The Painted Girls by Cathy Marie Buchanan – Book Review

The Painted Girls by Cathy Marie Buchanan
Published by Riverhead Books, an imprint of Penguin

The death of Mr. van Goethem creates a crisis for his three daughters. The are not orphaned, they still have their mother, but with her absinthe drinking they basically just have her in name only. Antoinette had hoped to keep her sisters Marie and Charlotte out of work and allow them their childhood, but it is no longer possible, so instead she helps her sisters find positions as petit rats in the ballet of the Paris Opera, where they can earn seventeen francs a week to train. Antoinette was kicked out of the ballet some time before, but manages to find a part in the stage adaptation of Zola’s L’Assommoir. Things seem to be looking up for the van Goethems with everyone working and Marie even modeling for Edgar Degas – she is the inspiration for his statuette Little Dancer, Aged Fourteen – but their luck can’t last. Antoinette’s new beau, Emile Abadie, is driving a wedge between her and Marie, who is certain that he is bad news.

Perhaps the most interesting thing about The Painted Girls is that, while Degas himself is not a particularly major player in the book, all of the characters are based on the real people behind his art work. Marie van Goethem was really the inspiration for Little Dancer, Aged Fourteen and even Emile Abadie was the subject of some of Degas’s art, although to say what might constitute a spoiler. Buchanan’s van Goethem family is so vivid that I assumed she had created them from whole cloth, and I am impressed that her story is built largely on the verifiable facts of the van Goethems’s lives.

If you’re looking for a book to completely immerse you in late-19th century Paris, The Painted Girls is for you. Recommended.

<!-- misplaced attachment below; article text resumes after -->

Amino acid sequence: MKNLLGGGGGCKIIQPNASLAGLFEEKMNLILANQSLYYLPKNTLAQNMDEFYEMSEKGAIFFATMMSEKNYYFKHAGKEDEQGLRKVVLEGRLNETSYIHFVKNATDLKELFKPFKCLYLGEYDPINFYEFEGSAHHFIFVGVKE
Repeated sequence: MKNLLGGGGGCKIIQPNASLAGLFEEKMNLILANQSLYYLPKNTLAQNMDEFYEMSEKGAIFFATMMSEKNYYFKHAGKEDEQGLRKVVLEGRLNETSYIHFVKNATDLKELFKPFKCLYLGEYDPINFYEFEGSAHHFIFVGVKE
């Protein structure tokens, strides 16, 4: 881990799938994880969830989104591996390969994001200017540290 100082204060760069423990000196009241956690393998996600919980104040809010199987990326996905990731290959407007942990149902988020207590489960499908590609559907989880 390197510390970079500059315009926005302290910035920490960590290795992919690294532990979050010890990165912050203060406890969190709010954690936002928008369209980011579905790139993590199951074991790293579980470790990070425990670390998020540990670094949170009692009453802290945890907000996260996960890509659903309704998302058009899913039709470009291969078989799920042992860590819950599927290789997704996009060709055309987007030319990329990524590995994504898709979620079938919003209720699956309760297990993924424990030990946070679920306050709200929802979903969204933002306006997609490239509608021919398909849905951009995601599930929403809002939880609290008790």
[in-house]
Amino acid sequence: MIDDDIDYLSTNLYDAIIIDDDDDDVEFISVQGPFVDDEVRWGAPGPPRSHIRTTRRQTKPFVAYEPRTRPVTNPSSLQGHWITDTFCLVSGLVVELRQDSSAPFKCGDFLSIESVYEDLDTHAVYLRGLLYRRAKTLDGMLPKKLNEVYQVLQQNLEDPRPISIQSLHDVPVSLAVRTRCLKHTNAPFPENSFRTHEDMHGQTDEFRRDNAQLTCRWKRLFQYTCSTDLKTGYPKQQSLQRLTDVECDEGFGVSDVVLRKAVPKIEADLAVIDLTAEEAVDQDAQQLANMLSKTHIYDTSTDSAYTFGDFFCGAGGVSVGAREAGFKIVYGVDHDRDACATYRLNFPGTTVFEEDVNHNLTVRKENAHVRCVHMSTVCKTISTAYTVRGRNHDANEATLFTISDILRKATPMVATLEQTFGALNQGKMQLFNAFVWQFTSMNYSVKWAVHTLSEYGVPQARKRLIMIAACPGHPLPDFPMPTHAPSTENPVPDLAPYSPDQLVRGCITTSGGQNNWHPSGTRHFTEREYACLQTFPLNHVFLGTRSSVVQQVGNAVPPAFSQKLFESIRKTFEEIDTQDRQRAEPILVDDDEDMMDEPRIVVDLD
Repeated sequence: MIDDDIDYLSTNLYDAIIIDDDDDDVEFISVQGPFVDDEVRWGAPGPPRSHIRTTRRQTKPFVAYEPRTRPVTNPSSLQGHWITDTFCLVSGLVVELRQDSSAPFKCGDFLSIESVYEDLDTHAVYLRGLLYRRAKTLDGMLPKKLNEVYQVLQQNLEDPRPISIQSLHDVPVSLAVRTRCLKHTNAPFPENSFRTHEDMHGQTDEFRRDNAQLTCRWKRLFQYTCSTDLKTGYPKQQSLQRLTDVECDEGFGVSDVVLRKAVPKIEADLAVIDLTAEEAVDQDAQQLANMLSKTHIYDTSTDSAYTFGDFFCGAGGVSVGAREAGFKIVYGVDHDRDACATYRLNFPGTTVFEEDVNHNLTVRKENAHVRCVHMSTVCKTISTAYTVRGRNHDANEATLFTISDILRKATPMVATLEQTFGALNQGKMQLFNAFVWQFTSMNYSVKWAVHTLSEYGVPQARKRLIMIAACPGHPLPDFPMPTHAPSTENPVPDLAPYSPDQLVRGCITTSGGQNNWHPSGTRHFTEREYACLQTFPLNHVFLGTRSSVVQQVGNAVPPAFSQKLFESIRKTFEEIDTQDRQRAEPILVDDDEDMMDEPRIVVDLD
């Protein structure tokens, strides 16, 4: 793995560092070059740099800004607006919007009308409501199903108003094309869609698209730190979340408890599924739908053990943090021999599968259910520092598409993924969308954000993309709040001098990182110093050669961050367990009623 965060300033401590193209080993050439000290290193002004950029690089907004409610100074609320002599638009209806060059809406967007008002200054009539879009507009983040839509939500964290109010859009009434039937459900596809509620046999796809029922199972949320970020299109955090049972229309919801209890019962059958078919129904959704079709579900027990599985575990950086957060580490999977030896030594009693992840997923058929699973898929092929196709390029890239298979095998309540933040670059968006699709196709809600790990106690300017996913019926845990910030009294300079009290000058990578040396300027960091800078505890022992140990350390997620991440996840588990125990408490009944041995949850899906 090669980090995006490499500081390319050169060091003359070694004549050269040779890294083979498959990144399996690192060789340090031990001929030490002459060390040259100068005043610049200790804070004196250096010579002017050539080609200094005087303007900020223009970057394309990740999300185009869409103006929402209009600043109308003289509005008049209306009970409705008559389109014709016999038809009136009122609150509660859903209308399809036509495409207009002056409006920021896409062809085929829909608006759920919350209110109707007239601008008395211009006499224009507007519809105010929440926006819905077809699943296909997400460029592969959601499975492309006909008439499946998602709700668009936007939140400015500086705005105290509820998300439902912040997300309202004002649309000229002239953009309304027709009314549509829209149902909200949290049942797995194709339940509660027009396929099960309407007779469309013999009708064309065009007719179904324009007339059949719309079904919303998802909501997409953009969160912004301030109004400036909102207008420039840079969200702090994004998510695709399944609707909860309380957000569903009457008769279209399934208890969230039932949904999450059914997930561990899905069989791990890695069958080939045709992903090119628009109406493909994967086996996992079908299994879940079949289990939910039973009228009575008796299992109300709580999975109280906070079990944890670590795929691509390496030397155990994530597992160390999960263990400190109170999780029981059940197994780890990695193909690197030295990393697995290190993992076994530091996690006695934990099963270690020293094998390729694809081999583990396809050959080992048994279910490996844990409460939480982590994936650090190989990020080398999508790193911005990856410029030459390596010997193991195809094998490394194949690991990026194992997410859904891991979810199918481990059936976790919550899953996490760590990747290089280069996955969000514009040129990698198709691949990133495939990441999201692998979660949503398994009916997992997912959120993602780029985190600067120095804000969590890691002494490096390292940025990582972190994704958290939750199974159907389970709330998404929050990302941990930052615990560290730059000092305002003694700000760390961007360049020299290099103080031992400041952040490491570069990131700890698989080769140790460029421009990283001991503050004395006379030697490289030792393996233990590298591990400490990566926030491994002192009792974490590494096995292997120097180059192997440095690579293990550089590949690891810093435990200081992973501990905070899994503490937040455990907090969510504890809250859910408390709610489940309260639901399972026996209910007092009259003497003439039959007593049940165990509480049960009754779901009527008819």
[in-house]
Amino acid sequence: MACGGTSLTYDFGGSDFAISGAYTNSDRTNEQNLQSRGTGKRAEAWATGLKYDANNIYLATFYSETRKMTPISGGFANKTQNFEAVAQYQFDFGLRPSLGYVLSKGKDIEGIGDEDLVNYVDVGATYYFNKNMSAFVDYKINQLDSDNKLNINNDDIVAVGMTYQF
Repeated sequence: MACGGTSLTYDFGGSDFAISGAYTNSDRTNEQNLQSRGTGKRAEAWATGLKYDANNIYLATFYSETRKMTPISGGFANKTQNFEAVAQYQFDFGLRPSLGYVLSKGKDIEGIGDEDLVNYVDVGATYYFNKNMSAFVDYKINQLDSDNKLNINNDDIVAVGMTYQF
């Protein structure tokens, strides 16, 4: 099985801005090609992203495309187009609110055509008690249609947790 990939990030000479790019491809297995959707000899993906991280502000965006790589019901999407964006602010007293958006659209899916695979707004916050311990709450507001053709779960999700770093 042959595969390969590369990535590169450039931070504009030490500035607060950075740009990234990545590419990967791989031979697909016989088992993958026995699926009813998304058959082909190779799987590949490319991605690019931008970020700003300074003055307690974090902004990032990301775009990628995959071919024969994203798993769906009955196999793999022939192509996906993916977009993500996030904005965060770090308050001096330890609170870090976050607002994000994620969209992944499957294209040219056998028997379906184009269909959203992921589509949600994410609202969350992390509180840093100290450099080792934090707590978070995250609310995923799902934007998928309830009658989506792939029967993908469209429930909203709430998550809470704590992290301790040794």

Buy this book from:
Powells | Indiebound*

Source: Publisher.
* These links are all affiliate links. If you buy your book here I’ll make a very small amount of money that goes towards hosting, giveaways, etc.

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Apollo’s Angels by Jennifer Homans – Audiobook Review

Apollo’s Angels by Jennifer Homans, narrated by Kirsten Potter
Published in print by Random House, published in audio by Tantor Media

Synopsis:

In Apollo’s Angels, Jennifer Homans tells the story of 400 years of ballet’s history, a history which, until now, has  been unwritten.

Thoughts on the story:

Ballet is ballet is ballet. Or so I thought, before reading Apollo’s Angels. I had no idea that there were national differences even today, or that political movements such as the French and Russian Revolutions were so expressed through the art of ballet. Weighing in at almost 700 pages in print and close to 24 hours in audio, Apollo’s Angels is certainly a commitment, but it is a pleasant one. Homan succeeds in writing a book which is informative about the history of ballet and the way that ballet serves as a mirror of social and political history, while at the same time is not overly technical. There were certainly passages here and there that lost me briefly talking about specific steps, but even though I have not taken ballet since I was five years old, I was never lost for long, and was engaged enough to stick through those technical sections to return to the history.

The one place Homan did lose me was at the very end, in which she makes an argument for the disappearance of ballet in the near future which does not seem to be hinted at or backed up in any way by the 600 odd pages that precede it. Still, though, it was a very short passage in comparison with the rest of the book, and was not enough to permanently leave a bad taste in my mouth.

Thoughts on the audio production:

Kirsten Potter did an absolutely lovely job narrating Apollo’s Angels, the casting was really just perfect for the book. For my full thoughts on the audio, please see my review for Audiofile Magazine.

Overall:

I was more interested in Apollo’s Angels for the social and cultural history than for the ballet itself, but ballet was a fascinating way to impart this history. I think this would work well in print or audio, although I don’t think I’d have done as well with it in print, as I would likely have gotten bogged down in the technicalities of dance. Recommended.

Buy this book from:
Powells: Audio/Print*
Indiebound: Audio/Print*

I’m launching a brand-new meme every Friday! I encourage you to review any audiobooks you review on Fridays and include the link here. If you have reviewed an audiobook earlier in the week, please feel free to link that review as well. Thanks to Pam for creating the button.

Source: Audiofile Magazine.
* These links are all affiliate links. If you buy your book here I’ll make a very small amount of money that goes towards hosting, giveaways, etc.
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